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Hi :)
Drop Caps pre-dates printing and wikipedia shows an example c.200 on papyrus
but i found this link easier to make sense of

Apparently in the early days of printing they would leave a space for the letter and an illustrator 
could be hired to carefully create the letter after the book had been printed and sold!  Some were 
a lot more ornate than others!  In web-design we sometimes do roughly the same nowadays with that 
first letter being an image that the text wraps around.  Of course it's a lot easier nowadays and 
it's easier to replace the image if it looks a bit wrong and tehre are other ways of doing it.  
Regards from
Tom :)  

From: webmaster-Kracked_P_P <>
Sent: Sunday, 27 January 2013, 21:27
Subject: Re: [libreoffice-users] Drop Caps Character Style in Writer

On 01/27/2013 03:35 PM, Brian Barker wrote:
At 14:07 27/01/2013 -0500, Kevin O'Brien wrote:
I was working on understanding Character Styles in Writer, and it seems mostly straightforward. 
But I noticed that the Drop Caps style does not seem to do anything at all. Is that a bug or am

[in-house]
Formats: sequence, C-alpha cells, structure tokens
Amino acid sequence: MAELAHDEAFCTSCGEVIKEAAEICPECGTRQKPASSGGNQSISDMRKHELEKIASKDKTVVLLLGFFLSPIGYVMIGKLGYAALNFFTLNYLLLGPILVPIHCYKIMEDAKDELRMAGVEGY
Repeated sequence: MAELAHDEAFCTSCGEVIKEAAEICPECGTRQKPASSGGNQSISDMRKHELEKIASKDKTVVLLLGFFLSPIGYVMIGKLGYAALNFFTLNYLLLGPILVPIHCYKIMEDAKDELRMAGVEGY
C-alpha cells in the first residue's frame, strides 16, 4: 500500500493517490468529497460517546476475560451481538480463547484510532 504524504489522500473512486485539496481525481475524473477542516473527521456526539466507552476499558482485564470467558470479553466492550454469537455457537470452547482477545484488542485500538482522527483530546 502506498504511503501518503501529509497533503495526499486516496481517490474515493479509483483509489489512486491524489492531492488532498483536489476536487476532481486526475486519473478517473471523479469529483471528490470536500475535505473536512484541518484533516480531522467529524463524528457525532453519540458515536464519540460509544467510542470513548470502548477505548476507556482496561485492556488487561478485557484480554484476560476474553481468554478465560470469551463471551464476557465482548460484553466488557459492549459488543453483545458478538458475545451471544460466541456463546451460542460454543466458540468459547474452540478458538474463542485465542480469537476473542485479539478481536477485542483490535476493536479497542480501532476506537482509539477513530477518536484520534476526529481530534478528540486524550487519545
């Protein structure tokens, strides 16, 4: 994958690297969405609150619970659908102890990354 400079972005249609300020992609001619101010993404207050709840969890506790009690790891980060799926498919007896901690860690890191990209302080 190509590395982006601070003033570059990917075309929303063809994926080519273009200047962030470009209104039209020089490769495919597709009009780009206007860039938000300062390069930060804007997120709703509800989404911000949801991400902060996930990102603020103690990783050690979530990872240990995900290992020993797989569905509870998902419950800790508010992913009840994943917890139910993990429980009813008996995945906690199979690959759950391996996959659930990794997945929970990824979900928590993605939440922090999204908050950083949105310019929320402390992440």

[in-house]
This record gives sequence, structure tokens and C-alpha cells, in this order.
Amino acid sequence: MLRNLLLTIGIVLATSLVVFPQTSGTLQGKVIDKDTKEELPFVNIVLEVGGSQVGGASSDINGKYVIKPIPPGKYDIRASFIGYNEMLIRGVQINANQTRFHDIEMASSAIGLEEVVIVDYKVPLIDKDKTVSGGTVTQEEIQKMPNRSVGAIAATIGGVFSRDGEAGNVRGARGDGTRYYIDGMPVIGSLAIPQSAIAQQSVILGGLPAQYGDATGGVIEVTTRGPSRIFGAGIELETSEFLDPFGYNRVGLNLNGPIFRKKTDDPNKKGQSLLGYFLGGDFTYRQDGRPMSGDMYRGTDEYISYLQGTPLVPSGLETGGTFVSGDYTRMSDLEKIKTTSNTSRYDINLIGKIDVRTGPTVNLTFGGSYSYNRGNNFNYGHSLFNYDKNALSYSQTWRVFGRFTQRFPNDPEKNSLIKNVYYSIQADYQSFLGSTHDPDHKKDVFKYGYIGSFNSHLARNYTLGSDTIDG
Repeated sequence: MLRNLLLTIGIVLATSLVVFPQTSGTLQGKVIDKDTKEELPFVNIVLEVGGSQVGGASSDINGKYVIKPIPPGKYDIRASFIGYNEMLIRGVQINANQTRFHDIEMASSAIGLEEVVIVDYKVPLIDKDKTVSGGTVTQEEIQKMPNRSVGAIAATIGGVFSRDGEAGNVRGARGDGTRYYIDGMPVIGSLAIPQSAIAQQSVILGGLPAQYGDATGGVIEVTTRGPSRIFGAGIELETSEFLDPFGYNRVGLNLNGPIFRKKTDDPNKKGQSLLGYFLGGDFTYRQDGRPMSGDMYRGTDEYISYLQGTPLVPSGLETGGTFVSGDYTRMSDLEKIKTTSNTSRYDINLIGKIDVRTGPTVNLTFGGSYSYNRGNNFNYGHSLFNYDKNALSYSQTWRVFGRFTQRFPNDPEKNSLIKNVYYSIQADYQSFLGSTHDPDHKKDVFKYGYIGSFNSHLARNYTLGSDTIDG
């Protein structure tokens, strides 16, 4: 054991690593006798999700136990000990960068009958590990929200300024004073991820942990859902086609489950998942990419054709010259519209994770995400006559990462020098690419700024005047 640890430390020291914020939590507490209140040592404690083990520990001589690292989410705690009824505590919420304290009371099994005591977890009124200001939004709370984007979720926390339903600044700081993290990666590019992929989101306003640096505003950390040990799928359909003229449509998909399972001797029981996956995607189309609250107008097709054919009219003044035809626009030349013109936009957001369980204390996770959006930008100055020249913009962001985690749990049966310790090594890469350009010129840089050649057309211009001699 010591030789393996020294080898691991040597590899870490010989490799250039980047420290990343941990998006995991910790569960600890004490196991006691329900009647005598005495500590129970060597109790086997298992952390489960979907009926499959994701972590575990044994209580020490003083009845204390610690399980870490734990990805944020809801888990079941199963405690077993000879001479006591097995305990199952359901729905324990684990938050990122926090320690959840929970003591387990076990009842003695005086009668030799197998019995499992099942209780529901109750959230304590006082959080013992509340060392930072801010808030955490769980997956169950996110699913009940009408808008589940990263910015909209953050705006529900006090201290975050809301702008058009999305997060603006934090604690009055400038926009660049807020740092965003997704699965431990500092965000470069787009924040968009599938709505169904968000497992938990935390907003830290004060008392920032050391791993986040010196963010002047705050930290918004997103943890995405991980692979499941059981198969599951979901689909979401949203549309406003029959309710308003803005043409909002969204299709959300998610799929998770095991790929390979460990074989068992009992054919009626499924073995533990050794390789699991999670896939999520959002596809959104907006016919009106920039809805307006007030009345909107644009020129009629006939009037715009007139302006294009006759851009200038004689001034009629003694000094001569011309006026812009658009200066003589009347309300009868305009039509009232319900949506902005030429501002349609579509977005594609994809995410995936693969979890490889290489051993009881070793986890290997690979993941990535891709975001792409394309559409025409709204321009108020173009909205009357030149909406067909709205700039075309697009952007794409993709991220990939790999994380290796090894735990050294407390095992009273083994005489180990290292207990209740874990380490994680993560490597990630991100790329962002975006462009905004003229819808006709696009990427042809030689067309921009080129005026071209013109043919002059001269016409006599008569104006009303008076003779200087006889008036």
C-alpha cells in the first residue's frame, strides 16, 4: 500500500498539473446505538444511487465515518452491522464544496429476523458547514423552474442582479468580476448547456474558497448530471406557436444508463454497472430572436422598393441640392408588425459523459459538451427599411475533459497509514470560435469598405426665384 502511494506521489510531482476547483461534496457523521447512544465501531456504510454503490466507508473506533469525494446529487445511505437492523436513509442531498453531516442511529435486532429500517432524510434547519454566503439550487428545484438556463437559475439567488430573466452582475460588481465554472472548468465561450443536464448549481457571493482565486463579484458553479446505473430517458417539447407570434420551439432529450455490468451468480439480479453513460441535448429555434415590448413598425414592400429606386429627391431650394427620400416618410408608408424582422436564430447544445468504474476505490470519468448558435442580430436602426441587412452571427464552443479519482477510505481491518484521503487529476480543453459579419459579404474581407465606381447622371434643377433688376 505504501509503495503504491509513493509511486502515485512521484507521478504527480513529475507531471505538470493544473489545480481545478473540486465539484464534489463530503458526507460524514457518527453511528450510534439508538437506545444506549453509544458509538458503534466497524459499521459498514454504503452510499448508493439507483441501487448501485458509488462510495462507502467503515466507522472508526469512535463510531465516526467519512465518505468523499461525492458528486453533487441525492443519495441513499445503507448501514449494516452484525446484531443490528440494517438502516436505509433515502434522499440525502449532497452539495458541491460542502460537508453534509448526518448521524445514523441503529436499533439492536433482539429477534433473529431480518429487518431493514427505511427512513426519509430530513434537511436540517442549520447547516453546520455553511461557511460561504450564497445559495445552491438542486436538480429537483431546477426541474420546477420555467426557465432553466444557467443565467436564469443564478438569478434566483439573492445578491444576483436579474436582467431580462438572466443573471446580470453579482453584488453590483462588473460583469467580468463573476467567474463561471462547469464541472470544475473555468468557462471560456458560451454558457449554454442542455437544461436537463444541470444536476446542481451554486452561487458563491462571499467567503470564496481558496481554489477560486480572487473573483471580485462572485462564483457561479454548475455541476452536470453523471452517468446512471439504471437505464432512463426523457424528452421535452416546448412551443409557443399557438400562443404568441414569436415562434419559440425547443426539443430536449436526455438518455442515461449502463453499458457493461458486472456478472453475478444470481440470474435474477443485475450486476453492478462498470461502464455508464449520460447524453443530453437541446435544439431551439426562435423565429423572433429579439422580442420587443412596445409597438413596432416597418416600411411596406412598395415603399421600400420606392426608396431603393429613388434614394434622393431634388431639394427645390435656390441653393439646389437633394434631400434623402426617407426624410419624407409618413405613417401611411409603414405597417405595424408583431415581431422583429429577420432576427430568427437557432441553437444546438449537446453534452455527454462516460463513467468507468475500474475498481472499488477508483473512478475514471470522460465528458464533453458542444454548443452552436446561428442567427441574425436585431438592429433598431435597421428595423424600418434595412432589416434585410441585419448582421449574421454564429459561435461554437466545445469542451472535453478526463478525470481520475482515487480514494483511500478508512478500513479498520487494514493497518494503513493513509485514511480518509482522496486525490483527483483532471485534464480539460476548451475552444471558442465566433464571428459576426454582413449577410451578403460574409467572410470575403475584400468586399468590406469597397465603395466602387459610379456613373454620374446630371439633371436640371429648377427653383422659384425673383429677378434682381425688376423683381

I misunderstanding something here?

I'm guessing here, but I think I can see its usefulness.  You set drop caps as a property of 
your paragraph or paragraph style, of course.  You may not wish the dropped cap to have the same 
character style as the rest of the paragraph text.  So the Drop Caps tab of the Paragraph or 
Paragraph Style dialogue gives you the opportunity to select a separate character style to be 
applied to the dropped caps themselves.  I'm guessing that the Drop Caps character style is 
provided as a convenient style to use for this purpose: you can select it in the paragraph or 
paragraph style properties and then set the character properties that you want in the Drop Caps 
character style.

You could alternatively create your own character style(s), of course.  But that's true of all 
the predefined styles.

I trust this helps.

Brian Barker

I have seen this done with books. the take the first character of the first paragraph of a chapter 
and use a larger or different font style of character.  They have been doing this thing since the 
early days of printing.  Some people call this "type" of thing "illumination" or something like 
that.  Many times the that first character is in color or some really fancy font style [as we call 
it now].

There are some really interesting things that can be done with Writer and its font/text styling, 
but I know only a few of them.

Sometimes it is easier for me to do it with graphic images or changing the font, but sometimes it 
is harder that way.

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